RESTAURANT REVIEW: Man can live by pho alone – at Thai Binh
This question was put to me by a regular reader who has noticed my affection for the cuisine of that particular Southeast Asian nation – my first review for Gig City being for a vegan Vietnamese joint – and while I don’t actually eat Vietnamese every day, I have to admit I don’t find the idea entirely unappealing. Fact is that since eliminating most logo-bearing convenience foods from my diet, Vietnamese has become my go-to version of fast food – a satisfying meal in a bowl for under $10 that, coincidentally, has some nutritionally redeeming qualities to go with all that flavour.
What’s really great is the way Vietnamese restaurants have proliferated throughout Edmonton, so that you’re never that far from a bowl of beef noodle soup or hearty noodles. Even the less-than-ubiquitous Vietnamese sub has become more pervasive with the arrival of banh mi shops on Rice Howard Way and Whyte Avenue. So while there’s still a high concentration of Vietnamese food around Chinatown – home of the storied Pagolac, where I first fell in love with vermicelli (and some of the best kim chi anywhere) – there some very creditable places dishing out the Viet vittles in more tucked-away locales, such as the delightful Pho & Bun in Forest Heights and my current favourite (for three years running), Thai Binh (11220 – 109 Avenue) in Queen Mary Park. The fact that I first found it immediately following a month in Vietnam and was instantly smitten must say something.
Admittedly it’s not that easy to sample Thai Binh’s simple but many-splendoured menu – they keep lunch-time hours during the week, aren’t even open Wednesdays and only accept cash – but if you can get there when the doors are actually open with currency in hand, you’ll find what I believe to be some of the best pho around.
Pho (that’s “fuh” to you, whitey) is Vietnam’s national dish eaten any time of day, and not so much a soup as a feat of culinary alchemy the ingredients for which would take some time to enumerate. The formula for the complex, aromatic broth is a usually closely guarded secret and has untold health-promoting (or hangover-alleviating) qualities; the supple rice noodles and sometimes startling array of beef cuts add rib-sticking heft; chopped fresh herbs, green onions and crunchy bean sprouts add a fresh counterpoint; and you can customize your bowl to taste with the provided fresh basil, lemon wedge, bird’s eye chili, sriracha hot sauce and sweet, sticky hoisin. Whatever its humble origins, this is no peasant food.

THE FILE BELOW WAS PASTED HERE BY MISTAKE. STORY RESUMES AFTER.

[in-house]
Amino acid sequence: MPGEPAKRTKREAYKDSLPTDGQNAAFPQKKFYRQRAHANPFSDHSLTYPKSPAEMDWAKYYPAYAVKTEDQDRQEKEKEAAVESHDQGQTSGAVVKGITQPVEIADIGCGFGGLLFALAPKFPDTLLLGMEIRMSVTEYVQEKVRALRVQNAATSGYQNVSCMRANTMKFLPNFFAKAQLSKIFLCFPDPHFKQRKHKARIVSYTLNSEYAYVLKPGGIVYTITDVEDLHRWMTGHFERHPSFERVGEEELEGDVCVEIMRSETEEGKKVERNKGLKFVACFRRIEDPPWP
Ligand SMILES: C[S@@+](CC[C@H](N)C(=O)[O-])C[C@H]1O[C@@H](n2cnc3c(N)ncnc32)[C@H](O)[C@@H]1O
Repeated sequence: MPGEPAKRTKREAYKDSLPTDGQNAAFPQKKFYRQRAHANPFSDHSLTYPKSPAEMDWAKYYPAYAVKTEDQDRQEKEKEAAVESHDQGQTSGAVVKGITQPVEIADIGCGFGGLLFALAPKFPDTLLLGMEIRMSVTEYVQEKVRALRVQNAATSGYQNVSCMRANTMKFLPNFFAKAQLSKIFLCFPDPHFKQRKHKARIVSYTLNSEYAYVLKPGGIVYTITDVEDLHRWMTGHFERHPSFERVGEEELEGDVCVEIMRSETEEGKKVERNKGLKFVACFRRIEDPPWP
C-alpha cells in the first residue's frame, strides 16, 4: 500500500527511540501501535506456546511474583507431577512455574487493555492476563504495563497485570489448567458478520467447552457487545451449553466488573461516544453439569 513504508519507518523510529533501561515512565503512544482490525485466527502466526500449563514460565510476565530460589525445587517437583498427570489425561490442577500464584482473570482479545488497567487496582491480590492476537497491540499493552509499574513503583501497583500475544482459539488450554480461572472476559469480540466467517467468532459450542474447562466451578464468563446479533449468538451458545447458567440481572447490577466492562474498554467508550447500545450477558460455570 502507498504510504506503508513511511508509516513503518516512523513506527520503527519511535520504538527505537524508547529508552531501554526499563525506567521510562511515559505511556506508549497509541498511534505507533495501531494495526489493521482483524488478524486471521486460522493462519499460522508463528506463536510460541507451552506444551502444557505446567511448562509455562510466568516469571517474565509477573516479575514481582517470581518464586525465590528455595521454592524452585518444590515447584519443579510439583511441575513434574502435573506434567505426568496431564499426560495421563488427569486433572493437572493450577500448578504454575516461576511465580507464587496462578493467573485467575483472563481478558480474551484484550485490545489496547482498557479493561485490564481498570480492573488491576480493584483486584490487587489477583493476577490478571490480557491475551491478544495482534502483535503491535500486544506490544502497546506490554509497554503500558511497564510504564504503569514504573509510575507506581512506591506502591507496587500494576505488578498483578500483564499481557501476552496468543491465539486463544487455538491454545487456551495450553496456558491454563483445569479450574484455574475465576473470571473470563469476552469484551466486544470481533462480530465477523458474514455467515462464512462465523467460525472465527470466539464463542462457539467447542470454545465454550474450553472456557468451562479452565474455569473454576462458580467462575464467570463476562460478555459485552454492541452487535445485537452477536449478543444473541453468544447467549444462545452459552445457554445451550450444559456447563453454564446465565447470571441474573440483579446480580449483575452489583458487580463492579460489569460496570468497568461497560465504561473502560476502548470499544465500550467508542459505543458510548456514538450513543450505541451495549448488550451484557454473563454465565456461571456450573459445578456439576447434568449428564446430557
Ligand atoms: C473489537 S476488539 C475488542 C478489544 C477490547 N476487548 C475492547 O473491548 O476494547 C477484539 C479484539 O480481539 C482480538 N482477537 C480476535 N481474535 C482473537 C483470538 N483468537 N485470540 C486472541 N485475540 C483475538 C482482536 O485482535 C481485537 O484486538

And though Thai Binh isn’t oversupplied with ambiance – it’s clean, if a little battered-looking, with furnishings salvaged from the ‘80s, bamboo, accents and art that might have come free with the price of the frames – their pho is nigh-perfect for the above reasons, and priced to move at $7 for a small or $8 for a large (meaning: large enough to wash your feet in). What’s more, the friendly, family-owned enterprise runs like a top, with a multiple choice-based ordering system that gets your food in front of you in no time flat.
I used to forego the more suspect expressions of beef (i.e., tripe, tendon, beef balls) inherent to pho in favour of lean slices of raw steak dropped into the soup just before serving. But, after hearing brisket described as “the bacon of beef,” I’ve taken a chance on that fat-rinded, slightly cupreous and flavour-intensive cut and found it much to my liking.
Thai Binh, as per most Vietnamese places, also offers other kinds of soup, including the spicy pork noodle soup known as bun bo hue, as well as vermicelli bowls, rice dishes, a few appetizers and delicious Vietnamese iced coffee served with sweetened condensed milk, sort of like a melted French-roast fudgesicle. But so far as I’ve found, it’s the only place around that has bot chien, wherein chunks of fried rice cake are mixed with scrambled eggs and green onions, and doused with a savoury, vinegar-based sauce. At last, your vegetarian (but not vegan) friends will find something to eat when they join you for pho.